LAST TIME : 23) Johanna Sigurdardottir became the first openly lesbian Head of Government after the 2008/9 Icelandic revolution led by 24) Hordur Torfason who had previously campaigned for African refugees, many of whom are lgbt asylum seekers fleeing from countries where homosexuality is regarded as “un-African”, a claim proved wrong by ethnologists like 25) Lydia Cabrera.
Just like the lgbt
refugees from Africa 25) Lydia Cabrera
(1899-1991) found herself fleeing from the political ideologies of her home
country, in her case Cuba in the 1960s. She was born into a prominent and
wealthy family who employed several Cuban servants and nannies descended from
the slaves brought from West Africa. It was from them that Lydia first heard
the folklore and traditions of the old African cultures, in particular the
Yoruba of the Nigeria region. These fascinated Lydia and as she grew older she
thought about this African influence on the Caribbean and South American
beliefs such as Voodoo in Haiti, Candomblé in Brazil and Santeria in her native
All of these beliefs have
their origin in the religions brought by the slaves from the Yoruba culture in
the 18th century. They soon developed their own traditions due to
their enslaved lives being dominated by the (mainly Catholic) owners. Their
deities evolved into new ones as the new Yoruba-Caribbean culture developed.
Lydia Cabrera studied in
Paris where African art was a popular subject at the time (the late 1920s), and
she saw how this also influenced Cuban art. This, with her childhood memories
of Yoruba-Caribbean folklore, led her into the deeper study of the influence
Yoruba culture had on Cuba. In particular she studied the Santeria faith.
Many of the Santeria
deities, all evolving from the traditional Yoruba gods, developed lgbt traits
leading Lydia to look at the sexual diversity which existed in West Africa long
before the Europeans arrived, and she argued against the claim that
homosexuality is a “white man’s disease”. Lydia’s many books on Santeria and
its folklore have been instrumental in helping to understand the place of the
lgbt community in Cuban culture.
One example of the
evolving deities is the Santeria god of archers and the hunt, 26) Ochossi. Santeria, Candomblé and
Voodoo all have their own variations of his legends, and one common element is
Ochossi’s homosexual encounter with Ossain (or Osanyin), the god of plants.
Ochossi is always portrayed as a masculine
macho deity of extraordinary beauty, while Ossain is portrayed as an
androgynous young man. Quite simply, Ochossi falls in love with Ossain and they
have sex. A variation of this story tells how Ochossi thought Ossain was a
woman and raped him.
The Santeria and related
beliefs were influenced by the Christian culture spread by the European
empires. All throughout history cultures have absorbed some of the beliefs of
the cultures they conquer. The Roman Empire assimilated Greek gods into their own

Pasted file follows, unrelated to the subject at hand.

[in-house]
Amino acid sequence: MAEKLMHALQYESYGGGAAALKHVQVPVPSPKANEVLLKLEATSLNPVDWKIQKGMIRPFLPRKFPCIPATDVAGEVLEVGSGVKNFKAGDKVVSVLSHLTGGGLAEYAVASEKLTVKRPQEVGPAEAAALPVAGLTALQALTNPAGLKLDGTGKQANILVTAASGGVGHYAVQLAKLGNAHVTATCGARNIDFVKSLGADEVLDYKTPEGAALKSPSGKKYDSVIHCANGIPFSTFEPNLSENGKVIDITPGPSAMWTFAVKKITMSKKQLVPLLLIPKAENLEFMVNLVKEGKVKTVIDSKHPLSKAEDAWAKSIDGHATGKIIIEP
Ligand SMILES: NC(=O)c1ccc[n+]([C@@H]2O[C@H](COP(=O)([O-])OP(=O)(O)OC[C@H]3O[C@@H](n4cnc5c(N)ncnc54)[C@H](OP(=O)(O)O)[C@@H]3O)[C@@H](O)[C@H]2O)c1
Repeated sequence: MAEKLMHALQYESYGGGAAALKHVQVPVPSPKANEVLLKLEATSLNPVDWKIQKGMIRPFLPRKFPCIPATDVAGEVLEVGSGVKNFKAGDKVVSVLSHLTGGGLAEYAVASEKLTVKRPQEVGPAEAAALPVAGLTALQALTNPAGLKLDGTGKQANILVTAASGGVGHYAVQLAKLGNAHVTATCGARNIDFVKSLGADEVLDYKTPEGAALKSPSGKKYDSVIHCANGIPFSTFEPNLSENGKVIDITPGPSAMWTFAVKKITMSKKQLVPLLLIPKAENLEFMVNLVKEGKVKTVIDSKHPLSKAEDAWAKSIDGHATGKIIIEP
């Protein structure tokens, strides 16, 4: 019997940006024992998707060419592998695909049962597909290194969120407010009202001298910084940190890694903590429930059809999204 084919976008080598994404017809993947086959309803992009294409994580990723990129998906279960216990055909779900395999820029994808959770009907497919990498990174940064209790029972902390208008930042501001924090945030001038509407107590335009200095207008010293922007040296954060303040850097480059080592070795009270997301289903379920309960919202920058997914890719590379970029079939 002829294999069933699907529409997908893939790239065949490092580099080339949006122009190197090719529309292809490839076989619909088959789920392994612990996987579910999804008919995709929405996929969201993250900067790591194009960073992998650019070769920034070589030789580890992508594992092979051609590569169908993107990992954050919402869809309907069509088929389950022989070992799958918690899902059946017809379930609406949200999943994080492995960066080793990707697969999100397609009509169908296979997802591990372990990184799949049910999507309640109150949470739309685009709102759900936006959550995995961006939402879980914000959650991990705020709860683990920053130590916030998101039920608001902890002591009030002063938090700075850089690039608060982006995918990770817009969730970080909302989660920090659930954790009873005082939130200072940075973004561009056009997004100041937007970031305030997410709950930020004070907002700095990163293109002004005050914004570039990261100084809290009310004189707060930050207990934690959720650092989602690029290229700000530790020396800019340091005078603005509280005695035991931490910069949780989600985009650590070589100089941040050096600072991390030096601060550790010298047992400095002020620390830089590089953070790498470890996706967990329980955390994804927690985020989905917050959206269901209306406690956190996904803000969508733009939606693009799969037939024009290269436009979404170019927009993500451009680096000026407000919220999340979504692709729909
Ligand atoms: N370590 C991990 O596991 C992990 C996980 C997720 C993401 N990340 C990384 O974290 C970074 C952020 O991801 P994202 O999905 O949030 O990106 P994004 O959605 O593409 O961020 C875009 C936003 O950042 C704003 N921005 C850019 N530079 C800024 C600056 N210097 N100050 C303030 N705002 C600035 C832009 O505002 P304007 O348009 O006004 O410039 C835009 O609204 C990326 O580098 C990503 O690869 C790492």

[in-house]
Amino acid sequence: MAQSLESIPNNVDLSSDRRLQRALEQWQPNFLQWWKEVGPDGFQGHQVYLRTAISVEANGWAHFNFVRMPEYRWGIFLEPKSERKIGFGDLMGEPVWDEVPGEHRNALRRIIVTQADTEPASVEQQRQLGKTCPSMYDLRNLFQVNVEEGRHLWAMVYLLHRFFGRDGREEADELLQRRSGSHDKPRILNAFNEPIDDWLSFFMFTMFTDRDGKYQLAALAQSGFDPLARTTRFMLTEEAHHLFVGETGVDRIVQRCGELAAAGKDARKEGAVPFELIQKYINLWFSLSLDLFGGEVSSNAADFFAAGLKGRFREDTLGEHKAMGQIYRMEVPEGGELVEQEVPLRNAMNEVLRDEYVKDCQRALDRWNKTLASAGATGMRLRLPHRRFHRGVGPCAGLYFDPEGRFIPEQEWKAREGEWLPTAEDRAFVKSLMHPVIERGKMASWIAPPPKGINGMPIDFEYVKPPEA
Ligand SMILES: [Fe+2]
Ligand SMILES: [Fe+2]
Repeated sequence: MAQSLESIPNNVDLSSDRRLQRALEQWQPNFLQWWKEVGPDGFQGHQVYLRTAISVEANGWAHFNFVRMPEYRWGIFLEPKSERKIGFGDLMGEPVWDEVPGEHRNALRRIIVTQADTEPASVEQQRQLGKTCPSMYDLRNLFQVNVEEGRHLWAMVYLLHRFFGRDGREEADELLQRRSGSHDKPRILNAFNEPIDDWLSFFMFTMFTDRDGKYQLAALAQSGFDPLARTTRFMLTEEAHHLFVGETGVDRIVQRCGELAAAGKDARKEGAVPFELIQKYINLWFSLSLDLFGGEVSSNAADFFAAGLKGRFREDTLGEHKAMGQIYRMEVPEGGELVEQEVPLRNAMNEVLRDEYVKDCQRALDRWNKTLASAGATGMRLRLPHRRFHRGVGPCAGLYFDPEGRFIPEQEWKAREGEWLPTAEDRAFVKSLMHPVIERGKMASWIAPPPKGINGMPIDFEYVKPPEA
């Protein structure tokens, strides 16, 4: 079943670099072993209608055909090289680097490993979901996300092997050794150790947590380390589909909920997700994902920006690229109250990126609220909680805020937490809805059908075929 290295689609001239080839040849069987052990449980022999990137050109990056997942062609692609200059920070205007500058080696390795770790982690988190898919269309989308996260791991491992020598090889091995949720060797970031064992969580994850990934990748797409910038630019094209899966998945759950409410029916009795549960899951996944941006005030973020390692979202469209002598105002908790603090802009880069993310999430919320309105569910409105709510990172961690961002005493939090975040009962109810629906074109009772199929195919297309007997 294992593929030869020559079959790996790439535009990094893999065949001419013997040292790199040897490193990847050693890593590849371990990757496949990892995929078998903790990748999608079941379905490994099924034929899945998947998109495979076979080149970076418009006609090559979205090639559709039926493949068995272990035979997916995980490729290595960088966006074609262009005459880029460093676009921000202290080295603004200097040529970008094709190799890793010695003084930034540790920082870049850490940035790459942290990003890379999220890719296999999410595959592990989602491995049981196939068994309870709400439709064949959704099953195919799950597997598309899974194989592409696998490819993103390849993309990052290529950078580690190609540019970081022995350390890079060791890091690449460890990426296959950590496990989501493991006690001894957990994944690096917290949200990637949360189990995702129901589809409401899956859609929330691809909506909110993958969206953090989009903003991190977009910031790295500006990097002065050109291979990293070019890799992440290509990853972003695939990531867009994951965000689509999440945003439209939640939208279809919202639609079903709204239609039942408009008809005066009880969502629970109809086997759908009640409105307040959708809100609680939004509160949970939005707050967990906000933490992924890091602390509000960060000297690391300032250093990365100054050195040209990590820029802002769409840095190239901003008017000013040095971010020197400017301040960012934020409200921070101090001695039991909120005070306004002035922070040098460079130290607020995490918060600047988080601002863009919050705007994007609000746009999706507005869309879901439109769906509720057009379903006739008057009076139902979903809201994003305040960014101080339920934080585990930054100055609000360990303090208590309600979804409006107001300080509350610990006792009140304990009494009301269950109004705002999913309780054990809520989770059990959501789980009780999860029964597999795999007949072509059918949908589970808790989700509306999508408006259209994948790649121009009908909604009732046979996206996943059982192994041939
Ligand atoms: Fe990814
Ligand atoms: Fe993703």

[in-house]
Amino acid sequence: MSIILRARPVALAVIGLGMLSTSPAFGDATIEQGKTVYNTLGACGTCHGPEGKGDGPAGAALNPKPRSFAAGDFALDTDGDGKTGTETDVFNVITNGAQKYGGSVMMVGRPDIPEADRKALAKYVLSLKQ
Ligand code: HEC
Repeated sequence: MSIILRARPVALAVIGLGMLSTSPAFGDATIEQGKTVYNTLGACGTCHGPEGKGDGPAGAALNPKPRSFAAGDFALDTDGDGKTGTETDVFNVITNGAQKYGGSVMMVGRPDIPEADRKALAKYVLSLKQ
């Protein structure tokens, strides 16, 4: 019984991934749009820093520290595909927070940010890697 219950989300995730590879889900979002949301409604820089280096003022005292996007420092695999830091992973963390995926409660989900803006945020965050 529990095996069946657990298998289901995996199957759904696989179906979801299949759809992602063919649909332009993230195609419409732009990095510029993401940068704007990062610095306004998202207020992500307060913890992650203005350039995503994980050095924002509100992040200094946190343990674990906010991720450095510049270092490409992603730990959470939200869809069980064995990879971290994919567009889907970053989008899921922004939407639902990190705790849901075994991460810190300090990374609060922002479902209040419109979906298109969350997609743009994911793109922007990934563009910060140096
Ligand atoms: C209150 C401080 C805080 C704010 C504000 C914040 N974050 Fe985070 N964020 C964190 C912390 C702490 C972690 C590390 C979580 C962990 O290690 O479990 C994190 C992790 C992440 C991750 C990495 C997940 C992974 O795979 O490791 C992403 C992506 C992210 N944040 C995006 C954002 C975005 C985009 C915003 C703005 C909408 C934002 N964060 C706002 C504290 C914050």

beliefs, and the Christian church assimilated elements of earlier faith. So too
did Santeria. In Brazil 26) Ochossi’s counterpart, Oxossi, is often
associated with St. Sebastian because both are patrons of archers. Modern lgbt
culture has often adopted St. Sebastian as a gay icon and Medieval art often
portrayed him in sensual, homoerotic poses while being impaled by arrows.
Through this association the Brazilian Oxossi is often seen as a patron of gay
men or male sex workers.
St. Sebastian is an
example of the earlier cross-cultural assimilation dating back to the early
Christian church in Greece who saw him as the equivalent of their old god 27) Apollo. All three deities –
Ochossi, St. Sebastian and Apollo are patron of the hunt and archers. Apollo
was also patron of medicine and plague victims, as is St. Sebastian, and this
patronage has not gone unnoticed in parts of the lgbt community in connection
Apollo has also had his
share of gay patronage throughout history. Going back to the first years of this
blog in 2012 I told how his love for the Greek prince Hyakinthos was important
to the ancient Spartans, sport and gay sex. Of the other patronages of Apollo
is that of music. Which brings us quite neatly onto a celebration of an event
which is taking place next week – the 60th anniversary of the
Eurovision Song Contest.
You could say that the
first song contest of this type took place back in mythological times when 27) Apollo was challenged by 28) Pan. Pan is another of those Greek
gods who had a famous gay relationship, this time with Daphnis. This
relationship is told in one of my Stargayzing articles.
Pan believed his pipes
could make more melodious music than Apollo’s lyre. So convinced, in fact, that
a contest was arranged between the two gods, complete with judges and audience.
Pan performed first and his tune was favourably received, but once Apollo had
struck up on his lyre the judges unanimously voted him the winner.
As with the Eurovision
Song Contest where some of the jurys’ decisions are questioned Apollo’s victory
was challenged. King Midas (sometimes named as one of the judges) favoured
Pan’s music. Apollo responded by saying that Midas’s ears are no more musically
atuned than those of a donkey, whereupon Midas’s ears turned into exactly that
– donkey’s ears.
This is just one of
several song contests in which Apollo competed – and won. They make good
stories for another time.
With these two gods with
same-sex partners competing in a music contest it seems there’s nothing new in
having lgbt contestants in something like the Eurovision Song Contest. It seems
appropriate, therefore, to celebrate the contest’s 60th anniversary
by looking at its many lgbt entrants. This I’ll do next week, but to continue
our journey Around the World in 80 Gays we’ll move on to the first known gay
Eurovision contestant in 1959 who represented Belgium, 29) Bob Benny (1926-2011).